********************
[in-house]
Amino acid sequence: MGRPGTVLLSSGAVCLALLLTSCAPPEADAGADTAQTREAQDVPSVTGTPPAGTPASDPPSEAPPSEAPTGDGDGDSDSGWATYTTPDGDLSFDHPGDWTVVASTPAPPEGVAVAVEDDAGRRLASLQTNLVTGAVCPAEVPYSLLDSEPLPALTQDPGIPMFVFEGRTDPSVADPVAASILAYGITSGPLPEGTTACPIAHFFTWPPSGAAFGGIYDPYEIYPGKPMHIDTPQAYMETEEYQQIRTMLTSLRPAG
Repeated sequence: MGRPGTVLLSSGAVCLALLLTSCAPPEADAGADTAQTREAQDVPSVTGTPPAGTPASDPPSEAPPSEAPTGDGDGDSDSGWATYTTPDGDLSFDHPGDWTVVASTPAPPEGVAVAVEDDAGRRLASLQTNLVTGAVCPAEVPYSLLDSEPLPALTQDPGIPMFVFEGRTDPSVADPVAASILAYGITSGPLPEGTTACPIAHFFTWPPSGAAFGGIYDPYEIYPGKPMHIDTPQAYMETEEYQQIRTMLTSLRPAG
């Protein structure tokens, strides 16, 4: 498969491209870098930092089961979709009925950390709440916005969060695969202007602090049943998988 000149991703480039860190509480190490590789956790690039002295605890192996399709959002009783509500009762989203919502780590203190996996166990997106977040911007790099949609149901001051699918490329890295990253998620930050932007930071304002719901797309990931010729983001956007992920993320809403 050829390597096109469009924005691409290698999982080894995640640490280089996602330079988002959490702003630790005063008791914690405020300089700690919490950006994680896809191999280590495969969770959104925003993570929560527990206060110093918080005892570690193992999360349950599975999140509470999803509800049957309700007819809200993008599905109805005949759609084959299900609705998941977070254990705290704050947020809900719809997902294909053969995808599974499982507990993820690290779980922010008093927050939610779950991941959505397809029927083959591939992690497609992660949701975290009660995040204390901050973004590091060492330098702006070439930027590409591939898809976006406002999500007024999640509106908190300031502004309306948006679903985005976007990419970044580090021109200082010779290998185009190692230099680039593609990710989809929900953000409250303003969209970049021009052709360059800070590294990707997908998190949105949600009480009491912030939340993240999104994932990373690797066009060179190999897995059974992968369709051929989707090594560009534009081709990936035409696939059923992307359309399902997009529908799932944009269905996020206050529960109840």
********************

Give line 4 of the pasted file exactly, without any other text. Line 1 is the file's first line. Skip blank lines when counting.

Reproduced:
């Protein structure tokens, strides 16, 4: 498969491209870098930092089961979709009925950390709440916005969060695969202007602090049943998988 000149991703480039860190509480190490590789956790690039002295605890192996399709959002009783509500009762989203919502780590203190996996166990997106977040911007790099949609149901001051699918490329890295990253998620930050932007930071304002719901797309990931010729983001956007992920993320809403 050829390597096109469009924005691409290698999982080894995640640490280089996602330079988002959490702003630790005063008791914690405020300089700690919490950006994680896809191999280590495969969770959104925003993570929560527990206060110093918080005892570690193992999360349950599975999140509470999803509800049957309700007819809200993008599905109805005949759609084959299900609705998941977070254990705290704050947020809900719809997902294909053969995808599974499982507990993820690290779980922010008093927050939610779950991941959505397809029927083959591939992690497609992660949701975290009660995040204390901050973004590091060492330098702006070439930027590409591939898809976006406002999500007024999640509106908190300031502004309306948006679903985005976007990419970044580090021109200082010779290998185009190692230099680039593609990710989809929900953000409250303003969209970049021009052709360059800070590294990707997908998190949105949600009480009491912030939340993240999104994932990373690797066009060179190999897995059974992968369709051929989707090594560009534009081709990936035409696939059923992307359309399902997009529908799932944009269905996020206050529960109840």